Warriors march on

June 14, 2003|by TARA REILLY

Boonsboro High School salutatorian Brett M. Morrell joked Friday that he failed to meet his graduation goal: finishing third in his class so he wouldn't have to deliver a graduation speech.

On a more serious note, he urged his graduating classmates to use the knowledge they acquired in and out of the classroom while setting out on their own.

"We are about to make the biggest change of our lives," Morrell said. "We should all feel prepared, because we have all received the necessary training. ... Through it all, we will triumph."


More than 1,000 people packed the Athletic, Recreation and Community Center at Hagerstown Community College to see 193 students reach the culmination of their high school careers.

The class received $2.1 million in scholarships, assistant principal Kara L. Reed said.

Forty-seven members of the class graduated with highest honors, high honors or honors; 37 were in the National Honor Society; and nine received the State of Maryland Merit Scholarship Award.

Principal Robert Akers said the Class of 2003 "achieved like warriors" after rising to a challenge he gave them three years ago to increase the school's SAT scores. At that time, Boonsboro had the lowest SAT scores in the county, Akers said.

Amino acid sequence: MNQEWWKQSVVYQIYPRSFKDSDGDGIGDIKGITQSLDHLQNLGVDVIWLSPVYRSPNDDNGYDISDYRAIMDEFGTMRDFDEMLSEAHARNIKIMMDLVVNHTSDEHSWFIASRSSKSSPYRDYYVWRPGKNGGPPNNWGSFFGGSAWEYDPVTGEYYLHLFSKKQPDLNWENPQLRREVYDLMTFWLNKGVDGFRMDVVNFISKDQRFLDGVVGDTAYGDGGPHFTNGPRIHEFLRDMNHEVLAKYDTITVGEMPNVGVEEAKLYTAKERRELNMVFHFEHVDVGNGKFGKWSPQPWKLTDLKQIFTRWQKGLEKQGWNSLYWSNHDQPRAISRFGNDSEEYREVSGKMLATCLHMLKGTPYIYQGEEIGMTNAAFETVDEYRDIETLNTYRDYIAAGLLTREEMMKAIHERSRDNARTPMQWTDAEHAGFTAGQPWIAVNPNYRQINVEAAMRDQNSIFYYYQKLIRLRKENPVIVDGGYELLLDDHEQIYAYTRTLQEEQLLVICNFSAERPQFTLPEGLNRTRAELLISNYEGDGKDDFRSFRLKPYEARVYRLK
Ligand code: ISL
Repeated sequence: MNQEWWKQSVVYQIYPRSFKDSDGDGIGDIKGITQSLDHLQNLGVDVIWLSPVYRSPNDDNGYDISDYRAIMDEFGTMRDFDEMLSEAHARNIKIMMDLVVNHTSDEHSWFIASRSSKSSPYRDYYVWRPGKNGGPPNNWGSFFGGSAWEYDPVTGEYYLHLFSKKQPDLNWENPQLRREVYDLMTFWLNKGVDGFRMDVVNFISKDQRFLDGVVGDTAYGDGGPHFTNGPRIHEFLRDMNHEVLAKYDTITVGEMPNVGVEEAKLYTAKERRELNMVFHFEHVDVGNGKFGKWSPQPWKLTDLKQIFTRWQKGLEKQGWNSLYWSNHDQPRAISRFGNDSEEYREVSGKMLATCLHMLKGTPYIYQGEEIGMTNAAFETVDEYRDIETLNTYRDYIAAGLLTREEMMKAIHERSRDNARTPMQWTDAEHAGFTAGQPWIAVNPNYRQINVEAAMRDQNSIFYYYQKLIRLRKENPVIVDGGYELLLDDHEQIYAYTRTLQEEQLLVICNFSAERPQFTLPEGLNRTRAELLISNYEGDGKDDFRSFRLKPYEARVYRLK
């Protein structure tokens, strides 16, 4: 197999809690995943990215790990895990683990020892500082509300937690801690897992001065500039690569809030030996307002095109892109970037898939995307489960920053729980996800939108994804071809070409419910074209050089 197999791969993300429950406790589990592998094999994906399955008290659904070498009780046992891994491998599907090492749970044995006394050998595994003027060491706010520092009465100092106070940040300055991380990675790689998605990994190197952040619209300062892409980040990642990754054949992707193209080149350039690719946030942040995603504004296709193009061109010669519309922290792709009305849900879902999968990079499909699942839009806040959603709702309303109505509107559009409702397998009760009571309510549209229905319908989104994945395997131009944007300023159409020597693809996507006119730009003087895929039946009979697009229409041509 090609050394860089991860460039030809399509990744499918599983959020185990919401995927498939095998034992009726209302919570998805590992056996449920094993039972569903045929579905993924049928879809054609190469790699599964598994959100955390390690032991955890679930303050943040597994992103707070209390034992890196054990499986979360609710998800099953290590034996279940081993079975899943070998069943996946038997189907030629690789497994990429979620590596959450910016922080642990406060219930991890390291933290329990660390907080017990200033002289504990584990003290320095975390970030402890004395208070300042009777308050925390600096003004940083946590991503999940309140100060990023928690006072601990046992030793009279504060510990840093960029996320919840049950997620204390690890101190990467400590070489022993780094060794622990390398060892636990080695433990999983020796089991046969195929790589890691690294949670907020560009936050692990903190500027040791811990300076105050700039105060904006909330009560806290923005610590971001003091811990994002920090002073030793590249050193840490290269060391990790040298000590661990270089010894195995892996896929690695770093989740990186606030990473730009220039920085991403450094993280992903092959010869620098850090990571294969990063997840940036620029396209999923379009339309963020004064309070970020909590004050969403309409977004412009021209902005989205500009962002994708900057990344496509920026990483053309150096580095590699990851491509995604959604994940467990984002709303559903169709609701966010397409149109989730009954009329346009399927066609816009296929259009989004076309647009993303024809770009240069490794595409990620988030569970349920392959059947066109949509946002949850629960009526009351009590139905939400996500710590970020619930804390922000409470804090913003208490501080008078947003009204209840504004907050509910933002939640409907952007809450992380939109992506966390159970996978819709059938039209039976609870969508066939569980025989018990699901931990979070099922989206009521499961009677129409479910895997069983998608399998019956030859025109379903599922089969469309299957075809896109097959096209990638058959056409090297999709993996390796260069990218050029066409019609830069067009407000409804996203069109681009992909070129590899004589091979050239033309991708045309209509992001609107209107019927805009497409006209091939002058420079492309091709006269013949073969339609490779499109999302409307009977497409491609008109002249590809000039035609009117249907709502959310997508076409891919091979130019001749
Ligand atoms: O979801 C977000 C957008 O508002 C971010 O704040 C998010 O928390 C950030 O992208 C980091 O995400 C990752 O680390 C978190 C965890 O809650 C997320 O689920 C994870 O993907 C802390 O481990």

The class not only met the challenge but ended up with the highest SAT average in Washington County and was well above the state and national averages, he said.

The new graduates smacked around a beach ball and flung small plastic bottles of water through the air just minutes after receiving their diplomas.

But before the recessional out of the gymnasium led the class to the next stage in their lives, school officials and fellow graduates encouraged all in the class to work hard and keep their heads up along the journey.

"Wow. You made it," schools Superintendent Elizabeth Morgan told the graduates. "Today is your day. Capitalize on that. You worked hard for it. You earned it. You deserve it."

She said that whether the graduates go on to two-year, four-year or trade schools or enter the work force, she hopes they become lifelong learners.

Morgan and School Board member W. Edward Forrest presented the class with their diplomas.

"You all deserve to be called Boonsboro Warriors," Senior Class President Claire W. Houseknecht told the graduates, who saw the loss of two classmates - Samuel Franklin Bowers and Timothy Dagan Hannah - and witnessed two wars during their school years.

Houseknecht said she didn't expect members of her class to "become the next Mother Teresa," but she asked them all to try to make a difference in other people's lives.

"What we do today affects tomorrow, and what we do not do affects a lifetime," valedictorian Allison M. Robinson said. "Graduation is not a day of reflection. It is a day of transition. ... We begin our futures today."

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